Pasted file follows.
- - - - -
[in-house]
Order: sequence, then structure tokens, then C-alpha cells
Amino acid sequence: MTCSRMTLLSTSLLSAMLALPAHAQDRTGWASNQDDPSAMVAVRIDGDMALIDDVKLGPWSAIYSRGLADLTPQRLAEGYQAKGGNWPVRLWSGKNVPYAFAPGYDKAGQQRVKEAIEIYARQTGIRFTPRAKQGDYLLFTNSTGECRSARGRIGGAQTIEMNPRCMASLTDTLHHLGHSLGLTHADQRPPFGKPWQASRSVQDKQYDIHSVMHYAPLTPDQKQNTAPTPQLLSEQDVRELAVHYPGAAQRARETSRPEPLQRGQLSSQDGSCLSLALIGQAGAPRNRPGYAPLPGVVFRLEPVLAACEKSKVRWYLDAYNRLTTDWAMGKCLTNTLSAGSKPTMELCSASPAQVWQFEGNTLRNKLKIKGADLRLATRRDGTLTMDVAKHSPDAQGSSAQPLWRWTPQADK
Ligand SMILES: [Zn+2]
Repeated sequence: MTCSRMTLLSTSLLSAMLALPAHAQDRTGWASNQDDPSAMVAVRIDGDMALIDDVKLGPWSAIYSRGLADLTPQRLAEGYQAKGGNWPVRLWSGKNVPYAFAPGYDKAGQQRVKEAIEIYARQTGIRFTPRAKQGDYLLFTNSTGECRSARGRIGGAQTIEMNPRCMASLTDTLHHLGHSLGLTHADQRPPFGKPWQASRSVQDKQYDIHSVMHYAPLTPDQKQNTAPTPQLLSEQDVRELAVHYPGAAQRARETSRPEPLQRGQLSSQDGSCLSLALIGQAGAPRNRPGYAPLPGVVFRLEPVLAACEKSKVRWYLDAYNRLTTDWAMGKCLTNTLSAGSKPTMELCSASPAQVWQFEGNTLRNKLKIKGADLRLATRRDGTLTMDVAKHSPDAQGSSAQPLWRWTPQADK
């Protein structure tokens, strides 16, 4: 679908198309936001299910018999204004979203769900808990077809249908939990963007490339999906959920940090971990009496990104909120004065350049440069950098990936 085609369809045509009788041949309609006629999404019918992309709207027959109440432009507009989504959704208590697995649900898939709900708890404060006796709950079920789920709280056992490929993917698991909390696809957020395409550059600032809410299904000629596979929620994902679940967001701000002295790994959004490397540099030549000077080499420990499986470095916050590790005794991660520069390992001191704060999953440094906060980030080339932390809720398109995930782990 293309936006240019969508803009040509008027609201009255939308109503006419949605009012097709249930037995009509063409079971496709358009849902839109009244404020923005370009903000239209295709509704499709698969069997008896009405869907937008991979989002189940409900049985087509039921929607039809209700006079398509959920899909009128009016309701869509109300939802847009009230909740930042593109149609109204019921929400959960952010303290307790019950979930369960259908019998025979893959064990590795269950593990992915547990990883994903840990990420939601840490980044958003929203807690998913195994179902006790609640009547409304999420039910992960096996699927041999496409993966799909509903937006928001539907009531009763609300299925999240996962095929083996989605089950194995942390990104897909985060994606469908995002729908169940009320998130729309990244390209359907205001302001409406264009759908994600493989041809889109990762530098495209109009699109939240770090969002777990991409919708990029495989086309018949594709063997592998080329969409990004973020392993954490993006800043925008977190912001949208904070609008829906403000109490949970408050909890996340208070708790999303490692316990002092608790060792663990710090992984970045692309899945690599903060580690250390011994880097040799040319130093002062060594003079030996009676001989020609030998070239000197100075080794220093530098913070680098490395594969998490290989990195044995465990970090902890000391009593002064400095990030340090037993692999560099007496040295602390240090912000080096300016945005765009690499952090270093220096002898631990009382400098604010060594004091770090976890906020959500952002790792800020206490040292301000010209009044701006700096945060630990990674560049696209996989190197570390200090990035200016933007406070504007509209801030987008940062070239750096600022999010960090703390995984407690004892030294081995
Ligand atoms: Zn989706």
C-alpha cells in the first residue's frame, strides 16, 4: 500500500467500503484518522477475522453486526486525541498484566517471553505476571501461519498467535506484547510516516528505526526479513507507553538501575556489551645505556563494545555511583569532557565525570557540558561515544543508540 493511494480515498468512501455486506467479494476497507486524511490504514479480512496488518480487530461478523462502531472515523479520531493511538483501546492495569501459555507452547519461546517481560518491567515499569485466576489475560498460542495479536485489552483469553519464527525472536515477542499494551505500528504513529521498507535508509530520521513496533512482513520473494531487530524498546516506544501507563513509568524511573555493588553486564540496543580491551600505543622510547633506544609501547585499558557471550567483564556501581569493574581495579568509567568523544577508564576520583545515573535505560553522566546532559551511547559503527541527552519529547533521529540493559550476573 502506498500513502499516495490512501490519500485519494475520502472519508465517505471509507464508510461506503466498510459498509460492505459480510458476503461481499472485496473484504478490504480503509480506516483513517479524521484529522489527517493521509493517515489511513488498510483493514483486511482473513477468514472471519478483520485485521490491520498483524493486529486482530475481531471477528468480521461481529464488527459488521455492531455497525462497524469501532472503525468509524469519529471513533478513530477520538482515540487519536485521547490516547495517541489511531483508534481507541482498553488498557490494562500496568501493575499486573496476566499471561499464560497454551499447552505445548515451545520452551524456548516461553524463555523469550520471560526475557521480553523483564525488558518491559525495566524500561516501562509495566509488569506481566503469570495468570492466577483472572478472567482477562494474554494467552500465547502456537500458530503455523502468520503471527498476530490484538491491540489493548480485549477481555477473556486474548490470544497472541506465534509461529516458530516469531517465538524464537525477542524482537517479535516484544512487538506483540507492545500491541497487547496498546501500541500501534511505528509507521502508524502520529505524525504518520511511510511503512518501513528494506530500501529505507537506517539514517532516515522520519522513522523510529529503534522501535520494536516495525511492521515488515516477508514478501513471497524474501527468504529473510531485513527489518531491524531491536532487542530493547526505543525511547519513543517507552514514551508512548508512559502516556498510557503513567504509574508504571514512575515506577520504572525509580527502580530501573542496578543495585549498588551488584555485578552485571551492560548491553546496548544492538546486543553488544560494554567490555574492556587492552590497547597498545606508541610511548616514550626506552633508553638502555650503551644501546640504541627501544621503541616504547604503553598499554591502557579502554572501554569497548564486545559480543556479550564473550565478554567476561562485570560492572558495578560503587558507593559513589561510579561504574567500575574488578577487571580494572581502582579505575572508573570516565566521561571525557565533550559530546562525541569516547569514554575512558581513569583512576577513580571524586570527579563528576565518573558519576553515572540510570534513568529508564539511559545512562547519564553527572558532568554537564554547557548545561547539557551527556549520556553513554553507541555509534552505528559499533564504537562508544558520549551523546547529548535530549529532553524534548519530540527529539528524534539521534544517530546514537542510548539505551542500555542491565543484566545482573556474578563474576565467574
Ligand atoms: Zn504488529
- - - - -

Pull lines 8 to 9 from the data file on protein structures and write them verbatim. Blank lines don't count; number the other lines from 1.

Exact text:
C-alpha cells in the first residue's frame, strides 16, 4: 500500500467500503484518522477475522453486526486525541498484566517471553505476571501461519498467535506484547510516516528505526526479513507507553538501575556489551645505556563494545555511583569532557565525570557540558561515544543508540 493511494480515498468512501455486506467479494476497507486524511490504514479480512496488518480487530461478523462502531472515523479520531493511538483501546492495569501459555507452547519461546517481560518491567515499569485466576489475560498460542495479536485489552483469553519464527525472536515477542499494551505500528504513529521498507535508509530520521513496533512482513520473494531487530524498546516506544501507563513509568524511573555493588553486564540496543580491551600505543622510547633506544609501547585499558557471550567483564556501581569493574581495579568509567568523544577508564576520583545515573535505560553522566546532559551511547559503527541527552519529547533521529540493559550476573 502506498500513502499516495490512501490519500485519494475520502472519508465517505471509507464508510461506503466498510459498509460492505459480510458476503461481499472485496473484504478490504480503509480506516483513517479524521484529522489527517493521509493517515489511513488498510483493514483486511482473513477468514472471519478483520485485521490491520498483524493486529486482530475481531471477528468480521461481529464488527459488521455492531455497525462497524469501532472503525468509524469519529471513533478513530477520538482515540487519536485521547490516547495517541489511531483508534481507541482498553488498557490494562500496568501493575499486573496476566499471561499464560497454551499447552505445548515451545520452551524456548516461553524463555523469550520471560526475557521480553523483564525488558518491559525495566524500561516501562509495566509488569506481566503469570495468570492466577483472572478472567482477562494474554494467552500465547502456537500458530503455523502468520503471527498476530490484538491491540489493548480485549477481555477473556486474548490470544497472541506465534509461529516458530516469531517465538524464537525477542524482537517479535516484544512487538506483540507492545500491541497487547496498546501500541500501534511505528509507521502508524502520529505524525504518520511511510511503512518501513528494506530500501529505507537506517539514517532516515522520519522513522523510529529503534522501535520494536516495525511492521515488515516477508514478501513471497524474501527468504529473510531485513527489518531491524531491536532487542530493547526505543525511547519513543517507552514514551508512548508512559502516556498510557503513567504509574508504571514512575515506577520504572525509580527502580530501573542496578543495585549498588551488584555485578552485571551492560548491553546496548544492538546486543553488544560494554567490555574492556587492552590497547597498545606508541610511548616514550626506552633508553638502555650503551644501546640504541627501544621503541616504547604503553598499554591502557579502554572501554569497548564486545559480543556479550564473550565478554567476561562485570560492572558495578560503587558507593559513589561510579561504574567500575574488578577487571580494572581502582579505575572508573570516565566521561571525557565533550559530546562525541569516547569514554575512558581513569583512576577513580571524586570527579563528576565518573558519576553515572540510570534513568529508564539511559545512562547519564553527572558532568554537564554547557548545561547539557551527556549520556553513554553507541555509534552505528559499533564504537562508544558520549551523546547529548535530549529532553524534548519530540527529539528524534539521534544517530546514537542510548539505551542500555542491565543484566545482573556474578563474576565467574
Ligand atoms: Zn504488529